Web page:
Cyprus banks will have to exhibit more flexibility when it comes to hotel businesses financing because of the coronavirus spread which may lead to an unprecedented cancellation of bookings, Phileleftheros reports.
However, a realistic assessment of the impact of coronavirus on the island’s banks cannot take place before June when the picture will be much clearer.
The blow to tourism will mainly affect recent bank lending to the hotel industry but new loans are not that many and the necessary measures for red old ones have already been taken, insiders said.
The leadership of Bank of Cyprus has recently met with the Board of Directors of the Cyprus Hoteliers Association (PASYXE), with CEO Panicos Nicolaou assuring that they will continue to stand by the tourism industry.
The same message has been sent out by the top management of other banks, while a collective response plan will be announced by the Cyprus Bank Association.
Bank of Cyprus invested €121 million in hotels and restaurants by end of the first nine months of 2019, €259 million in real estate, €74 million in construction, €371 million in trade and €429 million was lending to individuals.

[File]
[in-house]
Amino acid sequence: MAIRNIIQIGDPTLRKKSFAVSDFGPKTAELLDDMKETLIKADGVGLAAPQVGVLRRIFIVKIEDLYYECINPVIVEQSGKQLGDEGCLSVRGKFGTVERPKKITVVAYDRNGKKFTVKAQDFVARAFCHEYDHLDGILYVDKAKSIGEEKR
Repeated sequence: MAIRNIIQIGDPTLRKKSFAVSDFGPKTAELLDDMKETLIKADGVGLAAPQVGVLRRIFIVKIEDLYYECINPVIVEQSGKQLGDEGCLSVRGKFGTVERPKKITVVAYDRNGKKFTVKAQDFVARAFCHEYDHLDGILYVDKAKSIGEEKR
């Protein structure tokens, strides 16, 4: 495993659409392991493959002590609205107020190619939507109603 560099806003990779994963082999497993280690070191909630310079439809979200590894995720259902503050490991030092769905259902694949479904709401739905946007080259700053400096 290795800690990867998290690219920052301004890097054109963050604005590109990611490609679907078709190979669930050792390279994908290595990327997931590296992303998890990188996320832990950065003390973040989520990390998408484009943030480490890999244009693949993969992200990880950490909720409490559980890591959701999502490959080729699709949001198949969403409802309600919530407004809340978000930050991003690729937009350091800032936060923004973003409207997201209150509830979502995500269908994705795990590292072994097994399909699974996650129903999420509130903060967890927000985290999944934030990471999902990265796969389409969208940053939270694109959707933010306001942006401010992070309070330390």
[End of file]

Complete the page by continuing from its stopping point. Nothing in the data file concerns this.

Hellenic Bank’s lending by end of the first nine months of 2019 saw €128 million going to entrepreneurial activity, €140 million to business, and €215 million to retail banking.
At the same time, international rating agencies have started ringing alarm bells. A report by Moody’s said the coronavirus spread will have a negative impact on European banks since it will slow down economic activity, especially in the first half of 2020.
According to the report’s mildest scenario, the immediate negative impact on the European banking sector will be limited. However, a prolonged outbreak would have more serious consequences to the detriment of banks’ lending quality and profitability.
Cyprus is a small open economy and the slightest blow to the tourism sector makes it more vulnerable to rising external risks, according to a recent report by Standard & Poor’s.
The report takes into consideration Cyprus’ high public and private debt and the inherent vulnerability of a small open economy with a significant tourism sector, to growing external crises, including the recent coronavirus outbreak.